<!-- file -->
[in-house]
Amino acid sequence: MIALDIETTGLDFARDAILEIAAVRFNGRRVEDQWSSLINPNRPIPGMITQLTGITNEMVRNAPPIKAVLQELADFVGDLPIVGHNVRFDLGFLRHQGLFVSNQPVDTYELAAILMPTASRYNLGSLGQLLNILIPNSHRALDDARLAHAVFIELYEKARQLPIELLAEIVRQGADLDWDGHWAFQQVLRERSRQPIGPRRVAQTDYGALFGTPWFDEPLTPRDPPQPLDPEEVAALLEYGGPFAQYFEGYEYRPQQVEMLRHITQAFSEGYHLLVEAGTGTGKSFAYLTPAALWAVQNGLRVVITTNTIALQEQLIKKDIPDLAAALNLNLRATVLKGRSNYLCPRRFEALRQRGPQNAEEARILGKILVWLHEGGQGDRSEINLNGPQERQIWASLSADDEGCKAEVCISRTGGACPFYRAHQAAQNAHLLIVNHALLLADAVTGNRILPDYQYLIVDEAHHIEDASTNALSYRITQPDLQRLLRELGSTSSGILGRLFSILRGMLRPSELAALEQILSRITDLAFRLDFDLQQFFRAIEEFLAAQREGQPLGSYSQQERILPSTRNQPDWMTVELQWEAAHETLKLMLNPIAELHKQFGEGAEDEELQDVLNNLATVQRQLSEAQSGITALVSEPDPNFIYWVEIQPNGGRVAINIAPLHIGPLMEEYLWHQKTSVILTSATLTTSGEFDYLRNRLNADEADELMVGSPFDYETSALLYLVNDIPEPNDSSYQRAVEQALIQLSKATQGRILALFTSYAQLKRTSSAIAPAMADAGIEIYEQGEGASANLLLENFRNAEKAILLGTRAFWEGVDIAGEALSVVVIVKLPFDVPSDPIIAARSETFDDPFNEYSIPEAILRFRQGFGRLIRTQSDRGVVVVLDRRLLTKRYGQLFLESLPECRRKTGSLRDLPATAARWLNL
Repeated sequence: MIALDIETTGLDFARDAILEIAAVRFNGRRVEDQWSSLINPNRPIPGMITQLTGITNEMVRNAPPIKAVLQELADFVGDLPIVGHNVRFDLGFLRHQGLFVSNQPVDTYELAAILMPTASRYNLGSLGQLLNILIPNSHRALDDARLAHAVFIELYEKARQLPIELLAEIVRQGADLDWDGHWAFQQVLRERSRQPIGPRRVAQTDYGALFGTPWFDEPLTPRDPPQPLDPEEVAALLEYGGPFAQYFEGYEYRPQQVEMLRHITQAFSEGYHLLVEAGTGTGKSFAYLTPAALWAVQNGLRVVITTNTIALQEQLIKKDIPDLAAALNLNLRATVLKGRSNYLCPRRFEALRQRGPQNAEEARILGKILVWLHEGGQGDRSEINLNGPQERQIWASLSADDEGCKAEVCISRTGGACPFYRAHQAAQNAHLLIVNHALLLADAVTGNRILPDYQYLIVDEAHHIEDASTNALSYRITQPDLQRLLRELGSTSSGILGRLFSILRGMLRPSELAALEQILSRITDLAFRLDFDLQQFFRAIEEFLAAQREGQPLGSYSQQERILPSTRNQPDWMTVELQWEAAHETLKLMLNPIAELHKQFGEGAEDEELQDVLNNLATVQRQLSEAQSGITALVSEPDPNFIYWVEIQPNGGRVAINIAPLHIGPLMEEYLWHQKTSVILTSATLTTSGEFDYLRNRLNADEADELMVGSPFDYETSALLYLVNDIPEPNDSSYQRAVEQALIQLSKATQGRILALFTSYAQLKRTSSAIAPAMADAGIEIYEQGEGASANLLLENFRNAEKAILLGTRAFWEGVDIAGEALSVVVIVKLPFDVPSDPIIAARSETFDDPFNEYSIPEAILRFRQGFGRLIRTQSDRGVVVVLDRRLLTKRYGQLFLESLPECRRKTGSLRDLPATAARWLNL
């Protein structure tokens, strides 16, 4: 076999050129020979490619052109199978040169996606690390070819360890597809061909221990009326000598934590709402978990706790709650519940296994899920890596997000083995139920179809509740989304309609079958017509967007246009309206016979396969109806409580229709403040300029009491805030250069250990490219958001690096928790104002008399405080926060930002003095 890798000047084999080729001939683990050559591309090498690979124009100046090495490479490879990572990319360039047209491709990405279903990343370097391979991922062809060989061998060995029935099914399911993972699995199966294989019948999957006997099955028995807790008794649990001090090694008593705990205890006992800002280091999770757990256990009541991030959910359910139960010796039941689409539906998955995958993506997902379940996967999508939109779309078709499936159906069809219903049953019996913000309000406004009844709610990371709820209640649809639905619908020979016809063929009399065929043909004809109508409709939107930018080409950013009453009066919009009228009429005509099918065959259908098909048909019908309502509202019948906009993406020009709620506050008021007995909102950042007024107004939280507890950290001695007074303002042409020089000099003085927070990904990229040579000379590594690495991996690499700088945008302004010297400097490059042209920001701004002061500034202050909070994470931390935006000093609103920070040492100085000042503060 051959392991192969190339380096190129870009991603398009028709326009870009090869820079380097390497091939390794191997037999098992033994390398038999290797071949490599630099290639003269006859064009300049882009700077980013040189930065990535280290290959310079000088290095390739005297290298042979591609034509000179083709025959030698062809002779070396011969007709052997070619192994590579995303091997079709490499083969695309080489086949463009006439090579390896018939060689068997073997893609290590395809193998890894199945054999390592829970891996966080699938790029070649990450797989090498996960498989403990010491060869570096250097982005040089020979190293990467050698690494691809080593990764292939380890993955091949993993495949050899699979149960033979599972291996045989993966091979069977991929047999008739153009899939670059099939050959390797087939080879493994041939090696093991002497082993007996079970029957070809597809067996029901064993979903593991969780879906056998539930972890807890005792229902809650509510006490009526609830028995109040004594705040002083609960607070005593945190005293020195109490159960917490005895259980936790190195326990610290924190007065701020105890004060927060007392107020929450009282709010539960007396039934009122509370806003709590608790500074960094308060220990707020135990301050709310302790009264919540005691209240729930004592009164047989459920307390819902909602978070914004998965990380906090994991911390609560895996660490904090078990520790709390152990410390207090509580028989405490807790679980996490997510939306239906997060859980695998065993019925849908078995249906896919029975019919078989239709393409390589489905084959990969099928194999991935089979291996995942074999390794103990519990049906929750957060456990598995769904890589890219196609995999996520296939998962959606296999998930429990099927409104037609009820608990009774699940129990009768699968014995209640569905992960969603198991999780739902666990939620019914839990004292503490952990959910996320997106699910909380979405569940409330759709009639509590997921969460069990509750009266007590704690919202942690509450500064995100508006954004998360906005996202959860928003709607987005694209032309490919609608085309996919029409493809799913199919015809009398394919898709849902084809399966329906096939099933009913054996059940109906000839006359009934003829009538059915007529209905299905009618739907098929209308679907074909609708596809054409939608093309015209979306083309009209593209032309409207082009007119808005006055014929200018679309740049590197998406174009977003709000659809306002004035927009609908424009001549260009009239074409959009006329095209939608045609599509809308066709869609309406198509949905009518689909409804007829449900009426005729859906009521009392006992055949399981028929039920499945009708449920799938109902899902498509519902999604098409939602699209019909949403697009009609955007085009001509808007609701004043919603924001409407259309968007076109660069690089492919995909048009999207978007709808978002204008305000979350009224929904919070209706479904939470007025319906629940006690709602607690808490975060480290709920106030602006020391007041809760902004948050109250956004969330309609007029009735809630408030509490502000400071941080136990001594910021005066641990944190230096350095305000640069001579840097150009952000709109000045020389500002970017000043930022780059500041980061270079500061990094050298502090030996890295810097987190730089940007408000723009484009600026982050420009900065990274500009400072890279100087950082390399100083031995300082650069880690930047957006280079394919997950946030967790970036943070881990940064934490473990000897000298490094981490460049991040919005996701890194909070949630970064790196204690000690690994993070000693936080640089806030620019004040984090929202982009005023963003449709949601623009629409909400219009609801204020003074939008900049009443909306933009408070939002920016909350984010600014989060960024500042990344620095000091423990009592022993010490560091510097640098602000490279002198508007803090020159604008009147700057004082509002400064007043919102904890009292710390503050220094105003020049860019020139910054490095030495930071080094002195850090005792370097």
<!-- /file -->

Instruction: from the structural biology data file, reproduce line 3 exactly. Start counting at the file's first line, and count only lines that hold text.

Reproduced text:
Repeated sequence: MIALDIETTGLDFARDAILEIAAVRFNGRRVEDQWSSLINPNRPIPGMITQLTGITNEMVRNAPPIKAVLQELADFVGDLPIVGHNVRFDLGFLRHQGLFVSNQPVDTYELAAILMPTASRYNLGSLGQLLNILIPNSHRALDDARLAHAVFIELYEKARQLPIELLAEIVRQGADLDWDGHWAFQQVLRERSRQPIGPRRVAQTDYGALFGTPWFDEPLTPRDPPQPLDPEEVAALLEYGGPFAQYFEGYEYRPQQVEMLRHITQAFSEGYHLLVEAGTGTGKSFAYLTPAALWAVQNGLRVVITTNTIALQEQLIKKDIPDLAAALNLNLRATVLKGRSNYLCPRRFEALRQRGPQNAEEARILGKILVWLHEGGQGDRSEINLNGPQERQIWASLSADDEGCKAEVCISRTGGACPFYRAHQAAQNAHLLIVNHALLLADAVTGNRILPDYQYLIVDEAHHIEDASTNALSYRITQPDLQRLLRELGSTSSGILGRLFSILRGMLRPSELAALEQILSRITDLAFRLDFDLQQFFRAIEEFLAAQREGQPLGSYSQQERILPSTRNQPDWMTVELQWEAAHETLKLMLNPIAELHKQFGEGAEDEELQDVLNNLATVQRQLSEAQSGITALVSEPDPNFIYWVEIQPNGGRVAINIAPLHIGPLMEEYLWHQKTSVILTSATLTTSGEFDYLRNRLNADEADELMVGSPFDYETSALLYLVNDIPEPNDSSYQRAVEQALIQLSKATQGRILALFTSYAQLKRTSSAIAPAMADAGIEIYEQGEGASANLLLENFRNAEKAILLGTRAFWEGVDIAGEALSVVVIVKLPFDVPSDPIIAARSETFDDPFNEYSIPEAILRFRQGFGRLIRTQSDRGVVVVLDRRLLTKRYGQLFLESLPECRRKTGSLRDLPATAARWLNL